You have to wonder what goes on in the so-called ‘corridors of power’. The latest newsflash from the marbled echelons of Canberra comes in the form of a new tax. How surprising you might say, considering we’re one of the most overtaxed countries in the world, however this latest slug is set to hit agricultural workers, specifically those globe-trotting youngies, backpackers.

BackpackersBackpackers fill the short-fall in rural workers across agricultural industries. From cropping to livestock, you can find them out in the bush come planting and harvest, working with livestock and keeping the wheels of the horticultural industry alive. They come to the fore where unskilled labour is required and their contribution to rural life doesn’t stop there. Backpackers are keen to earn money to obviously support their travels so they’re prepared to try their hand at anything.

The impact these seasonal workers have on rural industries is vital to say the very least. It’s been quoted in the media that backpackers contribute more than $3.5 billion to the economy each year so why on earth would the government want to tax them, quite literally, out of the country to the detriment of our industries?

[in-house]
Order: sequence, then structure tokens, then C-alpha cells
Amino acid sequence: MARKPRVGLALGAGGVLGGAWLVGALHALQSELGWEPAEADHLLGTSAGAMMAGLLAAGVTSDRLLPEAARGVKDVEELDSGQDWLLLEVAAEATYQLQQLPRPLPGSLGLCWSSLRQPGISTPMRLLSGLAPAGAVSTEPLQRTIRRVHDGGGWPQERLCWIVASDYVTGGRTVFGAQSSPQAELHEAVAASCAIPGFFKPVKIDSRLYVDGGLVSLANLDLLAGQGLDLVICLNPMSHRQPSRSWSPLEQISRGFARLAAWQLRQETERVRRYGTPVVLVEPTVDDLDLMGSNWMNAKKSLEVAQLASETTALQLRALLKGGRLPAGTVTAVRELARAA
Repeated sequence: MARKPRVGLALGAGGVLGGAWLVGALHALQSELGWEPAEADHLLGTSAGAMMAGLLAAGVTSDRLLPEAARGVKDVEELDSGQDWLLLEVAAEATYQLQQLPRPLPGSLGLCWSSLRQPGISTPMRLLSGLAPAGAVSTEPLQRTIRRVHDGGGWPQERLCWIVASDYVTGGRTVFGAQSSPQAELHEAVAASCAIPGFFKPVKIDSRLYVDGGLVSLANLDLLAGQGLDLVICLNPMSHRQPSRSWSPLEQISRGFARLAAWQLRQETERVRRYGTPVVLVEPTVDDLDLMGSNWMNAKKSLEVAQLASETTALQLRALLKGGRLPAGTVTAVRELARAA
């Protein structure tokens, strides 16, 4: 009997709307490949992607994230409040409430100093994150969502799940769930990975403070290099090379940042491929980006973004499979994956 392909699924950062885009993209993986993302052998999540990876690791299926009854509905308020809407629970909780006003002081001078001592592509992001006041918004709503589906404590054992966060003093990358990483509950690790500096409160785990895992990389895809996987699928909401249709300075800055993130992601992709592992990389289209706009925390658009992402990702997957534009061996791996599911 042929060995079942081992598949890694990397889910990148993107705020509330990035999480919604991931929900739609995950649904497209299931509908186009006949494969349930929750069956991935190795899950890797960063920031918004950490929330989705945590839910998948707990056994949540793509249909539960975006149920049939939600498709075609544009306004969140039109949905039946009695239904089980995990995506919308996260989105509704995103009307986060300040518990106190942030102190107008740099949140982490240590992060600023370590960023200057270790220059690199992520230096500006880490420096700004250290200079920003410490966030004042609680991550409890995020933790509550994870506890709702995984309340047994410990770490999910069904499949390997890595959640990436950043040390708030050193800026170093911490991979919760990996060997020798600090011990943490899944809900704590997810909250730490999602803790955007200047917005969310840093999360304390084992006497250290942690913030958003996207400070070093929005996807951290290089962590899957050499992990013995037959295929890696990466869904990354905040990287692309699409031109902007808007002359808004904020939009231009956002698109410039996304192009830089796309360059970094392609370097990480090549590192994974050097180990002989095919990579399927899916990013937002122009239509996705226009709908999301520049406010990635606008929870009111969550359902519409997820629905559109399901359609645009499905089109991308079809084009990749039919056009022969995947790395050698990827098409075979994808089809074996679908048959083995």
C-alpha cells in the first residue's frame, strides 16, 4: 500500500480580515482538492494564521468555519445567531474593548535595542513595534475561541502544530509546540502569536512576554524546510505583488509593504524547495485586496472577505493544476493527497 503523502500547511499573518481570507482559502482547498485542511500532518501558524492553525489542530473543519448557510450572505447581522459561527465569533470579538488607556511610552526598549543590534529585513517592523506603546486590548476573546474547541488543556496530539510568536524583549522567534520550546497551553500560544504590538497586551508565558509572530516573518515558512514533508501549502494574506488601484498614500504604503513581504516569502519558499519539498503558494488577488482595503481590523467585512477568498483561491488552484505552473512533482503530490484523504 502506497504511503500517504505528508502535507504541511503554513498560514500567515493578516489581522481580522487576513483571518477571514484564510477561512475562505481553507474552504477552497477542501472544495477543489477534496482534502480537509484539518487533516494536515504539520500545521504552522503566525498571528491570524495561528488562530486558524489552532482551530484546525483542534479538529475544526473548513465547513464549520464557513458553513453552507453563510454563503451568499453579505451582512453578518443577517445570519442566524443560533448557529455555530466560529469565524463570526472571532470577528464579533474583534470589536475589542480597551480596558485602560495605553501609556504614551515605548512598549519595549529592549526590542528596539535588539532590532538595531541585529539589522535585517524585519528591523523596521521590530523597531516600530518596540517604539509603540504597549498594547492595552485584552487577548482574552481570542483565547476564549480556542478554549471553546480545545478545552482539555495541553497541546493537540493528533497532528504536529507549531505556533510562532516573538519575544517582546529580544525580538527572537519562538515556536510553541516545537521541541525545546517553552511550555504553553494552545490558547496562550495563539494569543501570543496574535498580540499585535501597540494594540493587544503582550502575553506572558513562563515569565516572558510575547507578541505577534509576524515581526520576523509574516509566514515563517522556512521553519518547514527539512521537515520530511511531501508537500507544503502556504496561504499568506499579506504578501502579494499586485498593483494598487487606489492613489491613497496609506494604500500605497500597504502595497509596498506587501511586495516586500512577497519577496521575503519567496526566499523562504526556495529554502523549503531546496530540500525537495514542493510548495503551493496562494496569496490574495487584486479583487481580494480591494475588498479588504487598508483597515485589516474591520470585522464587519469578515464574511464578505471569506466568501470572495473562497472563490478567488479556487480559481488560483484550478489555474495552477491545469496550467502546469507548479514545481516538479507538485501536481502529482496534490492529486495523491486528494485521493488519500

Because that is what’s going to happen.

There’s a new tax proposal on the table and while the government has suggested it might delay its instigation for a few months to allow greater discussion and input by relevant groups, things aren’t looking too positive.

The proposal is to slug backpackers with a flat 32.5% tax rate from day one of working in Australia. Which will surely mean that our young international travellers will head elsewhere. There are other places in the world to visit after all, when it comes to working holidays and places like New Zealand and Canada have far lower tax rates.

If the tax goes ahead and the backpacker numbers arriving into Australia decline, which is bound to happen – these kids aren’t dumb after all, then who is going to fill their positions? And what will happen to those businesses reliant on their input.

Come on Canberra, engage brain.